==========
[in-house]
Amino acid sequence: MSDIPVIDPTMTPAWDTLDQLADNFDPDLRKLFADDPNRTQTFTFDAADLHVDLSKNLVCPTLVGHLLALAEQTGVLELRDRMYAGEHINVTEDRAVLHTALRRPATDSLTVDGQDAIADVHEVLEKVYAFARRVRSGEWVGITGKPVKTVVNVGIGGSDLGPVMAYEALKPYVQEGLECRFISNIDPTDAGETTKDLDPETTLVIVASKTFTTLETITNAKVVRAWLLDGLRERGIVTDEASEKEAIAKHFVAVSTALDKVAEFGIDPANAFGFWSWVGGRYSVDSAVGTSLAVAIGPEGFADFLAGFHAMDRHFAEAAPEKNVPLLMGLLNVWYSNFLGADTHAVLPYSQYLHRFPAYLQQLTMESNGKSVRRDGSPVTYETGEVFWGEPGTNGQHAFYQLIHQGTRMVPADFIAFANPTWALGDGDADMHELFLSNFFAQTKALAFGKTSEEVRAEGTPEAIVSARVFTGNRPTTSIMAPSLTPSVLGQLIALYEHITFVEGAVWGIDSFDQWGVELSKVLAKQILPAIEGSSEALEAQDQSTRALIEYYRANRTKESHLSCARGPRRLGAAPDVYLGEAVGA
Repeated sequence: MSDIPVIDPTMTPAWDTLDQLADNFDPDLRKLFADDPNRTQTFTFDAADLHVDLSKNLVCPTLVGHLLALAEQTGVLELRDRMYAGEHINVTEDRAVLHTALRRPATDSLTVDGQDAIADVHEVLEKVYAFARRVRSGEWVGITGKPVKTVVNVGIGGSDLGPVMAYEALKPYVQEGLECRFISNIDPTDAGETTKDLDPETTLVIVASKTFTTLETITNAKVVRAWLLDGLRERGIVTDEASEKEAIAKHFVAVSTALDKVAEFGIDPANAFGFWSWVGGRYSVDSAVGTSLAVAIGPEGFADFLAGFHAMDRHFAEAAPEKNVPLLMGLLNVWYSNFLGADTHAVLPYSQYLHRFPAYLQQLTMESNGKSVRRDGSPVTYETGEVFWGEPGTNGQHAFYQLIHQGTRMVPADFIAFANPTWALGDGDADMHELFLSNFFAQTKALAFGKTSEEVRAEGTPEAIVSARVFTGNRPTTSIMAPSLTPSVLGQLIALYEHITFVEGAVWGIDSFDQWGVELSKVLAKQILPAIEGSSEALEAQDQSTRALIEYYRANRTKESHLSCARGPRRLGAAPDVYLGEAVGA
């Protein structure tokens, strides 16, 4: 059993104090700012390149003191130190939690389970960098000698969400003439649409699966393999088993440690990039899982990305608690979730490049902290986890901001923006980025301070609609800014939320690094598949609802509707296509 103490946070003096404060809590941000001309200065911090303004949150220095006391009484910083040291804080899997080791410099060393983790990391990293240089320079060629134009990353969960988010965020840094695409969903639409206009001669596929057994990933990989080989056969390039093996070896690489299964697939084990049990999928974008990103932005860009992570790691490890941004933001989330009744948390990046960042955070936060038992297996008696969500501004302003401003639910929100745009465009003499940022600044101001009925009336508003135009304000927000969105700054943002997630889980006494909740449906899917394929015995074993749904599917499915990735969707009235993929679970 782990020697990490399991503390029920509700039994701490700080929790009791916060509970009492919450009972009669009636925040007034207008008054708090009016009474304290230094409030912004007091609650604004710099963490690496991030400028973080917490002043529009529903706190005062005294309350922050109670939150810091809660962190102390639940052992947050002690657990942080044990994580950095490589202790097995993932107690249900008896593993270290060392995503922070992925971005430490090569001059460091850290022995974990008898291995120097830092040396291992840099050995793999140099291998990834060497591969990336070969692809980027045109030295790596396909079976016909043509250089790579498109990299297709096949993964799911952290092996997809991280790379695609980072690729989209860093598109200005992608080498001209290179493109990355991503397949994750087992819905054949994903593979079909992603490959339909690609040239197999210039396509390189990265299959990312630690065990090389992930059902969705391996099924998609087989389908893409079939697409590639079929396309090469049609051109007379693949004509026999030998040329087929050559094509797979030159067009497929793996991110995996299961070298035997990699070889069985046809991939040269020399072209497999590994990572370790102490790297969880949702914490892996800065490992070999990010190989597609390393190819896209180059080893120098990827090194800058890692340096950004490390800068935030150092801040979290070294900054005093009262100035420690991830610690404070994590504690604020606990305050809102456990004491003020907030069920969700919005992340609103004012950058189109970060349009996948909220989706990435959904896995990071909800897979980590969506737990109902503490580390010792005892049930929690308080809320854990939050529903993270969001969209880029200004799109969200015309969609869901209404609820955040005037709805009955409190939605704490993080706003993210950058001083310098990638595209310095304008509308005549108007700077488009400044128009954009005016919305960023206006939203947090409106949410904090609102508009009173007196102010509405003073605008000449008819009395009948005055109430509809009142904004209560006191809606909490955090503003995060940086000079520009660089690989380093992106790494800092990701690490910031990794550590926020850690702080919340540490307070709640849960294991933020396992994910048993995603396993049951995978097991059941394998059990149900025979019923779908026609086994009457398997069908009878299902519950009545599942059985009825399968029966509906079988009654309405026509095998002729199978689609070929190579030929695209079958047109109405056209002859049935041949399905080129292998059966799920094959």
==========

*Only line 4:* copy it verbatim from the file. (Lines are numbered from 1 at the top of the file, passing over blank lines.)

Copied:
């Protein structure tokens, strides 16, 4: 059993104090700012390149003191130190939690389970960098000698969400003439649409699966393999088993440690990039899982990305608690979730490049902290986890901001923006980025301070609609800014939320690094598949609802509707296509 103490946070003096404060809590941000001309200065911090303004949150220095006391009484910083040291804080899997080791410099060393983790990391990293240089320079060629134009990353969960988010965020840094695409969903639409206009001669596929057994990933990989080989056969390039093996070896690489299964697939084990049990999928974008990103932005860009992570790691490890941004933001989330009744948390990046960042955070936060038992297996008696969500501004302003401003639910929100745009465009003499940022600044101001009925009336508003135009304000927000969105700054943002997630889980006494909740449906899917394929015995074993749904599917499915990735969707009235993929679970 782990020697990490399991503390029920509700039994701490700080929790009791916060509970009492919450009972009669009636925040007034207008008054708090009016009474304290230094409030912004007091609650604004710099963490690496991030400028973080917490002043529009529903706190005062005294309350922050109670939150810091809660962190102390639940052992947050002690657990942080044990994580950095490589202790097995993932107690249900008896593993270290060392995503922070992925971005430490090569001059460091850290022995974990008898291995120097830092040396291992840099050995793999140099291998990834060497591969990336070969692809980027045109030295790596396909079976016909043509250089790579498109990299297709096949993964799911952290092996997809991280790379695609980072690729989209860093598109200005992608080498001209290179493109990355991503397949994750087992819905054949994903593979079909992603490959339909690609040239197999210039396509390189990265299959990312630690065990090389992930059902969705391996099924998609087989389908893409079939697409590639079929396309090469049609051109007379693949004509026999030998040329087929050559094509797979030159067009497929793996991110995996299961070298035997990699070889069985046809991939040269020399072209497999590994990572370790102490790297969880949702914490892996800065490992070999990010190989597609390393190819896209180059080893120098990827090194800058890692340096950004490390800068935030150092801040979290070294900054005093009262100035420690991830610690404070994590504690604020606990305050809102456990004491003020907030069920969700919005992340609103004012950058189109970060349009996948909220989706990435959904896995990071909800897979980590969506737990109902503490580390010792005892049930929690308080809320854990939050529903993270969001969209880029200004799109969200015309969609869901209404609820955040005037709805009955409190939605704490993080706003993210950058001083310098990638595209310095304008509308005549108007700077488009400044128009954009005016919305960023206006939203947090409106949410904090609102508009009173007196102010509405003073605008000449008819009395009948005055109430509809009142904004209560006191809606909490955090503003995060940086000079520009660089690989380093992106790494800092990701690490910031990794550590926020850690702080919340540490307070709640849960294991933020396992994910048993995603396993049951995978097991059941394998059990149900025979019923779908026609086994009457398997069908009878299902519950009545599942059985009825399968029966509906079988009654309405026509095998002729199978689609070929190579030929695209079958047109109405056209002859049935041949399905080129292998059966799920094959």